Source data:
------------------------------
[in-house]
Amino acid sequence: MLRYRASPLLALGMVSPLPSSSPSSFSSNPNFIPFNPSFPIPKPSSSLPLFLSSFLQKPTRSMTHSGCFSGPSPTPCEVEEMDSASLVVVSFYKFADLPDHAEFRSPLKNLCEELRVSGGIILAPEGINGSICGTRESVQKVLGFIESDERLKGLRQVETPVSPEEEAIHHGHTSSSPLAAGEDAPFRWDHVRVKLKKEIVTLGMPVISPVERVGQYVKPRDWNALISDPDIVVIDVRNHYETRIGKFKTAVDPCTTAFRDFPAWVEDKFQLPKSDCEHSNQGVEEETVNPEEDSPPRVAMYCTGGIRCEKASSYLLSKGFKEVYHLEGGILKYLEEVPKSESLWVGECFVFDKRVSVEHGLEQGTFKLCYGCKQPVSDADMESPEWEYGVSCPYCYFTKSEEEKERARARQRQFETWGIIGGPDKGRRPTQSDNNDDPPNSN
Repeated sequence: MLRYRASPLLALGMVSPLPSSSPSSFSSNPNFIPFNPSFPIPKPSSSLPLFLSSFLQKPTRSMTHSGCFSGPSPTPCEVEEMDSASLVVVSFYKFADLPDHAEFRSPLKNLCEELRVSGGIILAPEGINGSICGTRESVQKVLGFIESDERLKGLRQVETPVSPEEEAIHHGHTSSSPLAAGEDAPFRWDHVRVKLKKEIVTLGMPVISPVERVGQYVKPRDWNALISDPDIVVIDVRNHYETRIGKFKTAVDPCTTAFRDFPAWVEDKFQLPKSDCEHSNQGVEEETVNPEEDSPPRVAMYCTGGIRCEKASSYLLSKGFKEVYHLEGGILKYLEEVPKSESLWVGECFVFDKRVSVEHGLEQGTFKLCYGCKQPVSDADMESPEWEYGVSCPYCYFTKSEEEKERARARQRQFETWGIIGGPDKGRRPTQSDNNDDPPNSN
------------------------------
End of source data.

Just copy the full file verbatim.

[in-house]
Amino acid sequence: MLRYRASPLLALGMVSPLPSSSPSSFSSNPNFIPFNPSFPIPKPSSSLPLFLSSFLQKPTRSMTHSGCFSGPSPTPCEVEEMDSASLVVVSFYKFADLPDHAEFRSPLKNLCEELRVSGGIILAPEGINGSICGTRESVQKVLGFIESDERLKGLRQVETPVSPEEEAIHHGHTSSSPLAAGEDAPFRWDHVRVKLKKEIVTLGMPVISPVERVGQYVKPRDWNALISDPDIVVIDVRNHYETRIGKFKTAVDPCTTAFRDFPAWVEDKFQLPKSDCEHSNQGVEEETVNPEEDSPPRVAMYCTGGIRCEKASSYLLSKGFKEVYHLEGGILKYLEEVPKSESLWVGECFVFDKRVSVEHGLEQGTFKLCYGCKQPVSDADMESPEWEYGVSCPYCYFTKSEEEKERARARQRQFETWGIIGGPDKGRRPTQSDNNDDPPNSN
Repeated sequence: MLRYRASPLLALGMVSPLPSSSPSSFSSNPNFIPFNPSFPIPKPSSSLPLFLSSFLQKPTRSMTHSGCFSGPSPTPCEVEEMDSASLVVVSFYKFADLPDHAEFRSPLKNLCEELRVSGGIILAPEGINGSICGTRESVQKVLGFIESDERLKGLRQVETPVSPEEEAIHHGHTSSSPLAAGEDAPFRWDHVRVKLKKEIVTLGMPVISPVERVGQYVKPRDWNALISDPDIVVIDVRNHYETRIGKFKTAVDPCTTAFRDFPAWVEDKFQLPKSDCEHSNQGVEEETVNPEEDSPPRVAMYCTGGIRCEKASSYLLSKGFKEVYHLEGGILKYLEEVPKSESLWVGECFVFDKRVSVEHGLEQGTFKLCYGCKQPVSDADMESPEWEYGVSCPYCYFTKSEEEKERARARQRQFETWGIIGGPDKGRRPTQSDNNDDPPNSN